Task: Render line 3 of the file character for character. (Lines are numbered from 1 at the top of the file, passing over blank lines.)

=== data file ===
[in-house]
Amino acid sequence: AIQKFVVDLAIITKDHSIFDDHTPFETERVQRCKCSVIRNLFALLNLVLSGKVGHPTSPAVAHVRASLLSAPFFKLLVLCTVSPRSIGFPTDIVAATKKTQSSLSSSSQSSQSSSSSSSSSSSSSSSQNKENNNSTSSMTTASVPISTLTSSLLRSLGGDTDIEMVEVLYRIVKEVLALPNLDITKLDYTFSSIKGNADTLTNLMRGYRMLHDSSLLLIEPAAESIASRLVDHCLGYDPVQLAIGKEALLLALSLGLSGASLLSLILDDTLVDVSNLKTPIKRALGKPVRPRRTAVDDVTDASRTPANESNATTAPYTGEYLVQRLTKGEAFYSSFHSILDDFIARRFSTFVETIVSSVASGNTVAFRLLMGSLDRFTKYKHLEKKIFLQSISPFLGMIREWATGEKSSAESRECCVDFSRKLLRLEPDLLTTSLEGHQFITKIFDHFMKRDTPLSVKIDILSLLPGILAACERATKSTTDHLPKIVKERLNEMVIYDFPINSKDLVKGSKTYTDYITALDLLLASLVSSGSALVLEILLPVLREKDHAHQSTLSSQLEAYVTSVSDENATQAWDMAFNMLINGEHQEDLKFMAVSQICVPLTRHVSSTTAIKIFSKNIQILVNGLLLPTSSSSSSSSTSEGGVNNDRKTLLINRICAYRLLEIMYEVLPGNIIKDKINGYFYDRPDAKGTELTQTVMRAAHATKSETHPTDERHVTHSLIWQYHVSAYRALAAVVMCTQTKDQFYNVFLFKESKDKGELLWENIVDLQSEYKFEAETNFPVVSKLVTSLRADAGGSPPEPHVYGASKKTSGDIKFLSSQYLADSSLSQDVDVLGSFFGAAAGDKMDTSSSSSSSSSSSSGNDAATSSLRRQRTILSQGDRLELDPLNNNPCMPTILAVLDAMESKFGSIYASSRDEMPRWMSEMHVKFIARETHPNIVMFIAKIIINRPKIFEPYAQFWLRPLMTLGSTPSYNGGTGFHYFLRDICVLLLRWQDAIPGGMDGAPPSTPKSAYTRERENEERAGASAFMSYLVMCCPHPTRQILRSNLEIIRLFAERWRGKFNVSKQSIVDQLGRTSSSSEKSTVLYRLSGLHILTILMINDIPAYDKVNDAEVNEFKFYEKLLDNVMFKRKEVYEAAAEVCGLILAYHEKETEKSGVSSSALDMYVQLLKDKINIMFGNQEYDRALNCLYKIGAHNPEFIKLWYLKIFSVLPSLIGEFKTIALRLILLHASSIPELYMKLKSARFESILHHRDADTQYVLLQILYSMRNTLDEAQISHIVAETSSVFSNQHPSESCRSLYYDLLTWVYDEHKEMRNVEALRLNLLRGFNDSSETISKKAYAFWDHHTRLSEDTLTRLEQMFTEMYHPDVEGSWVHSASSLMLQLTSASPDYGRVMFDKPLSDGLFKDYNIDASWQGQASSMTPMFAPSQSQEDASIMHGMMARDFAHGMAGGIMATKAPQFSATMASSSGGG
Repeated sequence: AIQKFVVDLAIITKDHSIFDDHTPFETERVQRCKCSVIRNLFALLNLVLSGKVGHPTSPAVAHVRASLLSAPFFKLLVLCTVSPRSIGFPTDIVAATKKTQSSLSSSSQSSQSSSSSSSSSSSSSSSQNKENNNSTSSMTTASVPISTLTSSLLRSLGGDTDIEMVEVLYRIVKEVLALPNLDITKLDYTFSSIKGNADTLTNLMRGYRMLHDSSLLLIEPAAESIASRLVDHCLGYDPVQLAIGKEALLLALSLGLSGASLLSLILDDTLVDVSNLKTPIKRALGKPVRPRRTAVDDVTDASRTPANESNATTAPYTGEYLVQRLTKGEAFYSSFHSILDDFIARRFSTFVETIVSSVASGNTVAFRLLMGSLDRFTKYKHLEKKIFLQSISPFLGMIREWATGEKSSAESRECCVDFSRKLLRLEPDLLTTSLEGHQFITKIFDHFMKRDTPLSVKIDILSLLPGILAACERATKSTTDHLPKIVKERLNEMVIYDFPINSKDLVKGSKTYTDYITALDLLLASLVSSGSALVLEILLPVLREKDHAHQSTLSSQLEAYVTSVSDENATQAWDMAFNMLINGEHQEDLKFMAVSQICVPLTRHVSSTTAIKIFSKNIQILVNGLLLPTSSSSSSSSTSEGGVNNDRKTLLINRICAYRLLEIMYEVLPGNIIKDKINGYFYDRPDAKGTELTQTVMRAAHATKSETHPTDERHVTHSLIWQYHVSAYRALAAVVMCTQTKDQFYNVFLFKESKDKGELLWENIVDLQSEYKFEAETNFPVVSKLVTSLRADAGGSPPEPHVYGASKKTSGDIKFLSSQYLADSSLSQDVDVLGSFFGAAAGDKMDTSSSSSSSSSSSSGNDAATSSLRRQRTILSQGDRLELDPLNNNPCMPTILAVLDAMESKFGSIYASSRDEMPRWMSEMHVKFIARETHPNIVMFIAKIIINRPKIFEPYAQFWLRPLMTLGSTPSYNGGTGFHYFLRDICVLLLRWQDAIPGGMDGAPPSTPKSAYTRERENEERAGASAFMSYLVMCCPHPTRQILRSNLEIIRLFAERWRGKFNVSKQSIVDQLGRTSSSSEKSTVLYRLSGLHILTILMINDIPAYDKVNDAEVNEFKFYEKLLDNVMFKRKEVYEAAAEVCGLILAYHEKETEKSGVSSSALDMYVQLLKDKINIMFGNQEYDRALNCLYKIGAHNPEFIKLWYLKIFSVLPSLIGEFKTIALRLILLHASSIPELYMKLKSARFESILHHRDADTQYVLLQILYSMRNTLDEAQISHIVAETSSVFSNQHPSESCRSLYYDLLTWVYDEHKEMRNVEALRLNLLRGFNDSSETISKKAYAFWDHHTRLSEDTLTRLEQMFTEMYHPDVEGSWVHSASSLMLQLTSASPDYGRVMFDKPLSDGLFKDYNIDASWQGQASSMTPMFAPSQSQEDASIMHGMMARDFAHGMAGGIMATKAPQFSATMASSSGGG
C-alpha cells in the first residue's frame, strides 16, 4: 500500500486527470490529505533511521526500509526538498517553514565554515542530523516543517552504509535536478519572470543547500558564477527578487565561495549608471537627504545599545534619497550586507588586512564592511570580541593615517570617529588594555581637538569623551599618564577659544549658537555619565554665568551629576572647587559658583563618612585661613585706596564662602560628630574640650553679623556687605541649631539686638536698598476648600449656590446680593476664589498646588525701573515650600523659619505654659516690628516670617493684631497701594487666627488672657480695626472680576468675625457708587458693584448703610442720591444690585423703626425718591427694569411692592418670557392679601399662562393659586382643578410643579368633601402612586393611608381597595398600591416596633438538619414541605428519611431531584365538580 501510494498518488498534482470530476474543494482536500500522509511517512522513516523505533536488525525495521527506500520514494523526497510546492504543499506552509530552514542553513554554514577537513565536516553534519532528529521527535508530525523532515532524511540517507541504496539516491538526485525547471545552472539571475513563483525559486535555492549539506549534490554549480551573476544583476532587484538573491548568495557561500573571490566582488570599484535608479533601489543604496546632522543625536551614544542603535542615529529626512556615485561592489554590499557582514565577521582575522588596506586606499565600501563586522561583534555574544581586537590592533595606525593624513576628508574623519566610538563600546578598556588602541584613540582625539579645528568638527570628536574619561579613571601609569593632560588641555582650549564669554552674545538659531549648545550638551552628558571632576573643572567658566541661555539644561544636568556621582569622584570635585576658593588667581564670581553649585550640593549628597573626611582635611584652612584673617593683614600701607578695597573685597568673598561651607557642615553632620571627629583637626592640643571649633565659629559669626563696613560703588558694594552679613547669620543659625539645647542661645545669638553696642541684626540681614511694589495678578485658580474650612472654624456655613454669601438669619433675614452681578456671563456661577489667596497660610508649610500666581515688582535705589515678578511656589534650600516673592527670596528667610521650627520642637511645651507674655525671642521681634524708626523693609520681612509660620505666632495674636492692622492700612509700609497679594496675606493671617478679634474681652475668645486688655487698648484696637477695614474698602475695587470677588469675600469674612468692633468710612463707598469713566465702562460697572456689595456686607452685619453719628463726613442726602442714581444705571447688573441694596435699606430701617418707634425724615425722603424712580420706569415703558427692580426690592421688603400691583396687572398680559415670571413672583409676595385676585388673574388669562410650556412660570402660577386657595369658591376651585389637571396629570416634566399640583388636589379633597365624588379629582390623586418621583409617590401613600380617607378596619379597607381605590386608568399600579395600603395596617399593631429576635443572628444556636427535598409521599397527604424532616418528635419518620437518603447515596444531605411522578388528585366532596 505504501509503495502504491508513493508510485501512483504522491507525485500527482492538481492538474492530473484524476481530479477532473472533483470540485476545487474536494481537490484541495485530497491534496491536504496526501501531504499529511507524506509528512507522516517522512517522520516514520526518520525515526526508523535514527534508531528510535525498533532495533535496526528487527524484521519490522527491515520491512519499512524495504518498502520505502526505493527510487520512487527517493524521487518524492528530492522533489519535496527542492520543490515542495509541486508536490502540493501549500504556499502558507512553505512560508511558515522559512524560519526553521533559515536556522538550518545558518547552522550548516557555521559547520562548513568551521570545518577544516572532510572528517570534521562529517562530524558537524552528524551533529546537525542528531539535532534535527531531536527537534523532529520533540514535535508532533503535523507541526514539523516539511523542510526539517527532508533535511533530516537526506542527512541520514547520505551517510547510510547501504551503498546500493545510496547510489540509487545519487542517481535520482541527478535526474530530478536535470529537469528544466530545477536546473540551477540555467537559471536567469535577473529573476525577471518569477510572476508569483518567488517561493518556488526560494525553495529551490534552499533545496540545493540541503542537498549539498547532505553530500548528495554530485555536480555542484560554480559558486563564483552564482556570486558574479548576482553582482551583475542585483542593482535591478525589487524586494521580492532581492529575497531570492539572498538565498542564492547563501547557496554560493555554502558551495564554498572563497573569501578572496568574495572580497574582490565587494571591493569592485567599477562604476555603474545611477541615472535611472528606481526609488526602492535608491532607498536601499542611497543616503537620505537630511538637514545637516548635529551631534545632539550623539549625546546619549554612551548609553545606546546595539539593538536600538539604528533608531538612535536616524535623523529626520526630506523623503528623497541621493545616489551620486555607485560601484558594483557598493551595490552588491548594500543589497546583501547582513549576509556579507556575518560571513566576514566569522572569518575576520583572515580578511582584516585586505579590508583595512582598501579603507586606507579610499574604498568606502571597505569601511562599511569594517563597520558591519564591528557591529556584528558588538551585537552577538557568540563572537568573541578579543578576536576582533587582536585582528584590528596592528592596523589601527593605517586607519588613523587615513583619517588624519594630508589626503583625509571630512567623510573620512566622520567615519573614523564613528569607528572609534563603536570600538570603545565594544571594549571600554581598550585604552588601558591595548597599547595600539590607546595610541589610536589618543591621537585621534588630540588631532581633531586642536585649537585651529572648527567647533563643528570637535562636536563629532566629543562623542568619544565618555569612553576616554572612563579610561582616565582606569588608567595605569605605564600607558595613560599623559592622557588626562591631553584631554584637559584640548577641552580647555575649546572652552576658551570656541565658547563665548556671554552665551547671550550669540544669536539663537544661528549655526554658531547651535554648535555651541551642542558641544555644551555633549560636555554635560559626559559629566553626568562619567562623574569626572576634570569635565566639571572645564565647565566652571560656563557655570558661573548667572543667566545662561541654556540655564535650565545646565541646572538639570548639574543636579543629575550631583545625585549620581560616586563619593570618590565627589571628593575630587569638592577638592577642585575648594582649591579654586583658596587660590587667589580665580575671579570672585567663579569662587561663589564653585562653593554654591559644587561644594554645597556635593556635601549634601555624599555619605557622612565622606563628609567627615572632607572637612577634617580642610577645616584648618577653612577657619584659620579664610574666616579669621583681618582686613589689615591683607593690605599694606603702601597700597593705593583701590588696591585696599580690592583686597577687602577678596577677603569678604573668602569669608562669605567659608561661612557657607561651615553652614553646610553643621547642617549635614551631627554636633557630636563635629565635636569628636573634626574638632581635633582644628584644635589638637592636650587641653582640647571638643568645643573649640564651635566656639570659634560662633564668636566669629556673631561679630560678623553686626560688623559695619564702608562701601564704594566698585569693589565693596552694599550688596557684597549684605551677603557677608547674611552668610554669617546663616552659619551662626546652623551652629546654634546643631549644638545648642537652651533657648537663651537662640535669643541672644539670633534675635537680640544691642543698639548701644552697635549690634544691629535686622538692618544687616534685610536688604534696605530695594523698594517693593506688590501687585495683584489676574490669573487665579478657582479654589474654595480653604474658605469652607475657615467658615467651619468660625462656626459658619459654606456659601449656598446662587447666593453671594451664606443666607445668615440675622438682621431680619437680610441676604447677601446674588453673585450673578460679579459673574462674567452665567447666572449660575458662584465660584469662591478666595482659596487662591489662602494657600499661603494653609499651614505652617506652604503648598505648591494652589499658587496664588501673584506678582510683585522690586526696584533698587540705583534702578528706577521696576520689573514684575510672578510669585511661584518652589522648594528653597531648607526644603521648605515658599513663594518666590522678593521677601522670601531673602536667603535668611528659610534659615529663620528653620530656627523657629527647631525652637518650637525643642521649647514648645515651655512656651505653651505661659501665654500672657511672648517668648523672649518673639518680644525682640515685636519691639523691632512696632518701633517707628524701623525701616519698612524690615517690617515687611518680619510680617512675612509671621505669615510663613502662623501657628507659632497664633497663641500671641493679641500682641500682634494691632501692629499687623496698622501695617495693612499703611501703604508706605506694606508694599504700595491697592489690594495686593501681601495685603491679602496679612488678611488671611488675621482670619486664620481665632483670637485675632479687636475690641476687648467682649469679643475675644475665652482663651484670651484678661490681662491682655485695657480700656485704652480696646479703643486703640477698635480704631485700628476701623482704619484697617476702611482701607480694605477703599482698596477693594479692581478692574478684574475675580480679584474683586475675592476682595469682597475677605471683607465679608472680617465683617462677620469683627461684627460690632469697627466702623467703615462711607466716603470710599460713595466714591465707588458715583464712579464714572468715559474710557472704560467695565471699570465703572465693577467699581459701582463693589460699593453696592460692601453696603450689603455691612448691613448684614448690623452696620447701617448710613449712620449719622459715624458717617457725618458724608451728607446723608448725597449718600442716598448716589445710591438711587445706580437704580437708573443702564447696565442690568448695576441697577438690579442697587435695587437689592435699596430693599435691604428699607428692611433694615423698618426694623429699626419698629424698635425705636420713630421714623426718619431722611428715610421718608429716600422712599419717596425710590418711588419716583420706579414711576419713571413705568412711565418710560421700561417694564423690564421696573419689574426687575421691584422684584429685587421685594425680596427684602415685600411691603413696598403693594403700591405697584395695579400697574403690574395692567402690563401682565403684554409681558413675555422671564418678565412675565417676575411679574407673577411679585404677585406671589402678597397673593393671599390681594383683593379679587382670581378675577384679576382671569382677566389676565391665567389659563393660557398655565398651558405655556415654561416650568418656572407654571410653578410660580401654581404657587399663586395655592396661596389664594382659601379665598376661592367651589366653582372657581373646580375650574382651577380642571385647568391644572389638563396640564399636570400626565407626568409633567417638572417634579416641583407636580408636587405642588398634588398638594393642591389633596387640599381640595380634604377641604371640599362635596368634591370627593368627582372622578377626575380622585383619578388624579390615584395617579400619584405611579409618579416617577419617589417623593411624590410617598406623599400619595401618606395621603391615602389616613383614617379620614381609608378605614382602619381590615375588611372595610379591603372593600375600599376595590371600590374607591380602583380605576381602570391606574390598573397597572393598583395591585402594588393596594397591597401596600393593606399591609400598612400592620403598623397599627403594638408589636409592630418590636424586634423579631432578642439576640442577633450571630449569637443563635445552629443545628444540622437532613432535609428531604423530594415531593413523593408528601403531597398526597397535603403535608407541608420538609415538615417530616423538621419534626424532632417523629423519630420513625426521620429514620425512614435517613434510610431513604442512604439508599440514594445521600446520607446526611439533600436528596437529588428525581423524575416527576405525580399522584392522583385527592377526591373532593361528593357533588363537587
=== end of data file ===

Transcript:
Repeated sequence: AIQKFVVDLAIITKDHSIFDDHTPFETERVQRCKCSVIRNLFALLNLVLSGKVGHPTSPAVAHVRASLLSAPFFKLLVLCTVSPRSIGFPTDIVAATKKTQSSLSSSSQSSQSSSSSSSSSSSSSSSQNKENNNSTSSMTTASVPISTLTSSLLRSLGGDTDIEMVEVLYRIVKEVLALPNLDITKLDYTFSSIKGNADTLTNLMRGYRMLHDSSLLLIEPAAESIASRLVDHCLGYDPVQLAIGKEALLLALSLGLSGASLLSLILDDTLVDVSNLKTPIKRALGKPVRPRRTAVDDVTDASRTPANESNATTAPYTGEYLVQRLTKGEAFYSSFHSILDDFIARRFSTFVETIVSSVASGNTVAFRLLMGSLDRFTKYKHLEKKIFLQSISPFLGMIREWATGEKSSAESRECCVDFSRKLLRLEPDLLTTSLEGHQFITKIFDHFMKRDTPLSVKIDILSLLPGILAACERATKSTTDHLPKIVKERLNEMVIYDFPINSKDLVKGSKTYTDYITALDLLLASLVSSGSALVLEILLPVLREKDHAHQSTLSSQLEAYVTSVSDENATQAWDMAFNMLINGEHQEDLKFMAVSQICVPLTRHVSSTTAIKIFSKNIQILVNGLLLPTSSSSSSSSTSEGGVNNDRKTLLINRICAYRLLEIMYEVLPGNIIKDKINGYFYDRPDAKGTELTQTVMRAAHATKSETHPTDERHVTHSLIWQYHVSAYRALAAVVMCTQTKDQFYNVFLFKESKDKGELLWENIVDLQSEYKFEAETNFPVVSKLVTSLRADAGGSPPEPHVYGASKKTSGDIKFLSSQYLADSSLSQDVDVLGSFFGAAAGDKMDTSSSSSSSSSSSSGNDAATSSLRRQRTILSQGDRLELDPLNNNPCMPTILAVLDAMESKFGSIYASSRDEMPRWMSEMHVKFIARETHPNIVMFIAKIIINRPKIFEPYAQFWLRPLMTLGSTPSYNGGTGFHYFLRDICVLLLRWQDAIPGGMDGAPPSTPKSAYTRERENEERAGASAFMSYLVMCCPHPTRQILRSNLEIIRLFAERWRGKFNVSKQSIVDQLGRTSSSSEKSTVLYRLSGLHILTILMINDIPAYDKVNDAEVNEFKFYEKLLDNVMFKRKEVYEAAAEVCGLILAYHEKETEKSGVSSSALDMYVQLLKDKINIMFGNQEYDRALNCLYKIGAHNPEFIKLWYLKIFSVLPSLIGEFKTIALRLILLHASSIPELYMKLKSARFESILHHRDADTQYVLLQILYSMRNTLDEAQISHIVAETSSVFSNQHPSESCRSLYYDLLTWVYDEHKEMRNVEALRLNLLRGFNDSSETISKKAYAFWDHHTRLSEDTLTRLEQMFTEMYHPDVEGSWVHSASSLMLQLTSASPDYGRVMFDKPLSDGLFKDYNIDASWQGQASSMTPMFAPSQSQEDASIMHGMMARDFAHGMAGGIMATKAPQFSATMASSSGGG